The book was dedicated to, among others, four student protesters who were killed in the Kent State shootings of 1970. This dedication prompted a response from a reader calling the students "hooligans" who were "Communist-led radical revolutionaries and anarchists, and deserved to be shot". This letter was reprinted in the introduction to Ellison's subsequent 1974 short story collection Approaching Oblivion. Ellison states that this letter frightened him and was one of the things that led him to change that collection from a call to action to a cry of frustration and disillusionment.

Cassandra (short story)

"Cassandra" is a science fiction short story by American science fiction and fantasy author C. J. Cherryh. It was first published in The Magazine of Fantasy & Science Fiction in October 1978, and won the Hugo Award for Best Short Story in 1979. It was only her second published short story, after "The Dark King" (1977).

"Cassandra" has been translated into German, French, Polish, Italian and Romanian.

Catch That Zeppelin!

"Catch That Zeppelin!" is a 1975 alternate history short story by American writer Fritz Leiber. It was first published in The Magazine of Fantasy and Science Fiction.

Eurema's Dam

"Eurema's Dam" is a science fantasy story by R. A. Lafferty. It was first published in 1972 (although written in 1964) in the Robert Silverberg-edited anthology New Dimensions II, and subsequently republished in The Best Science Fiction of the Year #2 and Best Science Fiction Stories of the Year, Second Annual Collection (both 1973), in The Hugo Winners, Volume Three (1977), in Golden Gate and Other Stories (1982), in Space Odyssey (1988), and in Masterpieces: The Best Science Fiction of the Century (2001).

Future Crimes

Future Crimes is a themed anthology of science fiction short works edited by American writers Jack Dann and Gardner Dozois. It was first published in paperback by Ace Books in December 2003. It was reissued as an ebook by Baen Books in March 2013.The book collects eight novellas, novelettes and short stories by various science fiction authors, together with a preface and brief introductions to each story by the editors.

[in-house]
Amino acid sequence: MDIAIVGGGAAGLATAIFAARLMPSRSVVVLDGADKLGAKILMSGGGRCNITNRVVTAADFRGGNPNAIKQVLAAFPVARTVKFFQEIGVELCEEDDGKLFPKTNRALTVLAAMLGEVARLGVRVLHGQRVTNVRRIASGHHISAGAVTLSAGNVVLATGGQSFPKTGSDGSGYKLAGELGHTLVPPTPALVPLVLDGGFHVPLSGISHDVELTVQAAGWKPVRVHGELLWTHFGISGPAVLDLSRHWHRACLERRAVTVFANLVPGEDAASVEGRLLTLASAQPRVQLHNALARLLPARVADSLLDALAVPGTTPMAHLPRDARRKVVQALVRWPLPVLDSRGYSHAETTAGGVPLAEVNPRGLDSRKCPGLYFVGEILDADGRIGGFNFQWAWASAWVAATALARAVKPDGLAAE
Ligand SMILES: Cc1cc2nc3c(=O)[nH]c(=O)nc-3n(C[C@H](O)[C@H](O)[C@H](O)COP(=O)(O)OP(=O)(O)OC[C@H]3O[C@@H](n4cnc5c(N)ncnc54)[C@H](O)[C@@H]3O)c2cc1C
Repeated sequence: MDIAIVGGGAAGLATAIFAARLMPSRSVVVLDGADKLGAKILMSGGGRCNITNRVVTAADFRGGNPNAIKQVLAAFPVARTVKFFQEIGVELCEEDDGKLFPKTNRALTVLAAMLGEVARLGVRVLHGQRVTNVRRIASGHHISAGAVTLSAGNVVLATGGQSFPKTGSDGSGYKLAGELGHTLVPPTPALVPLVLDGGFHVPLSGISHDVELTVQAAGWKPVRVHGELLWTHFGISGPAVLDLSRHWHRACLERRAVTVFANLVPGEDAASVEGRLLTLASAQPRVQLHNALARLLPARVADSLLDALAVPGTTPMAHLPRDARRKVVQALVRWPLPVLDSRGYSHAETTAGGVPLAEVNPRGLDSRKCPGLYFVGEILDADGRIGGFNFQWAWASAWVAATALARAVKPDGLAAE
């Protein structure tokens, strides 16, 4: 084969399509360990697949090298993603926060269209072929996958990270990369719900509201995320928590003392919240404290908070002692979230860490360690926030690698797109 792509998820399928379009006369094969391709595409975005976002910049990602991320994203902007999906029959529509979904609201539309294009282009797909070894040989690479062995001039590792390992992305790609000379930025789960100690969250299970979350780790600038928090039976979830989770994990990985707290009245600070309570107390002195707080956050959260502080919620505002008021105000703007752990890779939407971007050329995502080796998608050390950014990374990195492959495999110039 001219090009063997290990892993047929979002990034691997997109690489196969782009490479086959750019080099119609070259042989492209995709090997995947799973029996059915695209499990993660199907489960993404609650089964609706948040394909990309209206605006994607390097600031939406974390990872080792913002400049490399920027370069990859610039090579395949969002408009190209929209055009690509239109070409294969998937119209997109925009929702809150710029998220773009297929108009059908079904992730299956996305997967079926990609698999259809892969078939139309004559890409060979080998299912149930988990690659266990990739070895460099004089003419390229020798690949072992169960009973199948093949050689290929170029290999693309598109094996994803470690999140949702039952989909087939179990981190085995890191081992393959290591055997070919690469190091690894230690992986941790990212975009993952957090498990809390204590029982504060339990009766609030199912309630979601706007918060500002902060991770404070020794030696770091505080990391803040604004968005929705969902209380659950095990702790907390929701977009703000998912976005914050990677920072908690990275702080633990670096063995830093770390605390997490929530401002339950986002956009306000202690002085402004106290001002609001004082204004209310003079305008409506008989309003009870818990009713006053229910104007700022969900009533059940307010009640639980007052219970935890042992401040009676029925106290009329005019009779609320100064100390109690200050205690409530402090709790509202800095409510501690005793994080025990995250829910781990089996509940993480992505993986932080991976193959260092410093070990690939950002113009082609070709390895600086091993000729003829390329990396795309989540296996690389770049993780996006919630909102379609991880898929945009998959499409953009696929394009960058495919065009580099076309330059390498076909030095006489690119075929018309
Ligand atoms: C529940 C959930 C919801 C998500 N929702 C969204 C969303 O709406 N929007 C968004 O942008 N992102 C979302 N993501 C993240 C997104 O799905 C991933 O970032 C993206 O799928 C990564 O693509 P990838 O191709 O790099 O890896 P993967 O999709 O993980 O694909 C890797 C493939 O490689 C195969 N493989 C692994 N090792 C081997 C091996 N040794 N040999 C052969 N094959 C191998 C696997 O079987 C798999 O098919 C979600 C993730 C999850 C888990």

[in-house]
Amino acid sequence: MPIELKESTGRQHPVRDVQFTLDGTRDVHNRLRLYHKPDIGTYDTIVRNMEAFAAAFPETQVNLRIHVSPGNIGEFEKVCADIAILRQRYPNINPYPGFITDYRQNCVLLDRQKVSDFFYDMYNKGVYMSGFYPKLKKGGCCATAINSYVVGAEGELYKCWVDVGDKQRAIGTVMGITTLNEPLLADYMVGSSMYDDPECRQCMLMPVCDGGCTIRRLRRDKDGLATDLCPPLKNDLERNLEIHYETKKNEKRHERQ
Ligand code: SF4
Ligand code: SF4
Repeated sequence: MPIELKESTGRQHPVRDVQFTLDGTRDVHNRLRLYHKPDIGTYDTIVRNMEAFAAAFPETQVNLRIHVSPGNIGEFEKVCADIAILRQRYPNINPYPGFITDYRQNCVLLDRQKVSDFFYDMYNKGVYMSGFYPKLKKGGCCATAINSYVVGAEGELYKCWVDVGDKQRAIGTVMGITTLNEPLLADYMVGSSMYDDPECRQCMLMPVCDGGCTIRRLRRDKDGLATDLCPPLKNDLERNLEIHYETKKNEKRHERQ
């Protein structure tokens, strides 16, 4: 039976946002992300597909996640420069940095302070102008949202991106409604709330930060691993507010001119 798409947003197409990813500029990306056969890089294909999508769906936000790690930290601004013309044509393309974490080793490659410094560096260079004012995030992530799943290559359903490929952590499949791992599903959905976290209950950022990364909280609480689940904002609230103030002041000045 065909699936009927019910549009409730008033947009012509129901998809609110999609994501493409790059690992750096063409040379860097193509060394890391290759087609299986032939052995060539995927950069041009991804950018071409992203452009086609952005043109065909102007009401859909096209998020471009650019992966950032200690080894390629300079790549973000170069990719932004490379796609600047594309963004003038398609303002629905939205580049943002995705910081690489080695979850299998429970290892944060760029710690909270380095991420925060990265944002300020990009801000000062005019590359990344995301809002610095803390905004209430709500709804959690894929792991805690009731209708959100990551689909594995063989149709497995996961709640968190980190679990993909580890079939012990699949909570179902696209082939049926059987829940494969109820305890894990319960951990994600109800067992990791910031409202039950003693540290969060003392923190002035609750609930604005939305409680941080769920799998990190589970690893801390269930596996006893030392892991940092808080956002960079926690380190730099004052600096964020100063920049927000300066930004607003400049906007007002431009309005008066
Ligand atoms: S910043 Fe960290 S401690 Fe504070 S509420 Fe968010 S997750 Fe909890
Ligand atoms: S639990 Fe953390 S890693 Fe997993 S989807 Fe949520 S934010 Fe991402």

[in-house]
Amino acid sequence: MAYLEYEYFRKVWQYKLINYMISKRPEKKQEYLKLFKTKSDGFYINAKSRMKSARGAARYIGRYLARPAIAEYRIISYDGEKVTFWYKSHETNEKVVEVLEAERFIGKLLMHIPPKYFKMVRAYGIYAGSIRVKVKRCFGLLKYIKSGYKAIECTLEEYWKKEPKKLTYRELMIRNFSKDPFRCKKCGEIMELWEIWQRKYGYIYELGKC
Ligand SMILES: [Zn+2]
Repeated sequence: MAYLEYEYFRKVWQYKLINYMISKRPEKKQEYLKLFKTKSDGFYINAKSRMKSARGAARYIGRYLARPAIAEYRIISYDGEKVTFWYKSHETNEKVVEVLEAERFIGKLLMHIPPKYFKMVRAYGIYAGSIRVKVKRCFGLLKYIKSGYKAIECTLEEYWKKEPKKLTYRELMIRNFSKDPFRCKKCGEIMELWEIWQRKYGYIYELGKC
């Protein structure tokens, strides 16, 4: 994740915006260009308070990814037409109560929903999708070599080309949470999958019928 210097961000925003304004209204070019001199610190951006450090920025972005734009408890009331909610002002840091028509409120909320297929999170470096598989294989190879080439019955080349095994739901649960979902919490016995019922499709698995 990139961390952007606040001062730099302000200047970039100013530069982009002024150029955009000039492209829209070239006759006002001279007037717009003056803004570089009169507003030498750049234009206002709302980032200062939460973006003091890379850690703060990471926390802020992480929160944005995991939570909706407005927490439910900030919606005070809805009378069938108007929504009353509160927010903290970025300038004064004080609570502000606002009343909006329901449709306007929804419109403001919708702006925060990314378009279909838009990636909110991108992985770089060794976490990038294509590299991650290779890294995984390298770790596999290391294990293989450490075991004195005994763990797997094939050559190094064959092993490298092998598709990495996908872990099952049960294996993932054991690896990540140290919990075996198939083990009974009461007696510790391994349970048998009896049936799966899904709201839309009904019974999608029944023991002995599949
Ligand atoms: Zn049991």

Harlan Ellison

Harlan Jay Ellison (May 27, 1934 – June 28, 2018) was an American writer, known for his prolific and influential work in New Wave speculative fiction, and for his outspoken, combative personality. Robert Bloch, the author of Psycho, described Ellison as "the only living organism I know whose natural habitat is hot water".His published works include more than 1,700 short stories, novellas, screenplays, comic book scripts, teleplays, essays, and a wide range of criticism covering literature, film, television, and print media. Some of his best-known work includes the Star Trek episode "The City on the Edge of Forever", his A Boy and His Dog cycle, and his short stories "I Have No Mouth, and I Must Scream" and " 'Repent, Harlequin!' Said the Ticktockman". He was also editor and anthologist for Dangerous Visions (1967) and Again, Dangerous Visions (1972). Ellison won numerous awards, including multiple Hugos, Nebulas, and Edgars.

Jeffty Is Five

"Jeffty Is Five" is a fantasy short story by American author Harlan Ellison. It was first published in The Magazine of Fantasy & Science Fiction in 1977, then was included in DAW's The 1978 Annual World's Best SF in 1978 and Ellison's short story collection Shatterday two years later. According to Ellison, it was partially inspired by a fragment of conversation that he mis-heard at a party at the home of actor Walter Koenig: "How is Jeff?" "Jeff is fine. He's always fine," which he perceived as "Jeff is five, he's always five." Additionally, Ellison based the character of Jeffty on Joshua Andrew Koenig, Walter's son.

Nebula Award Stories 1965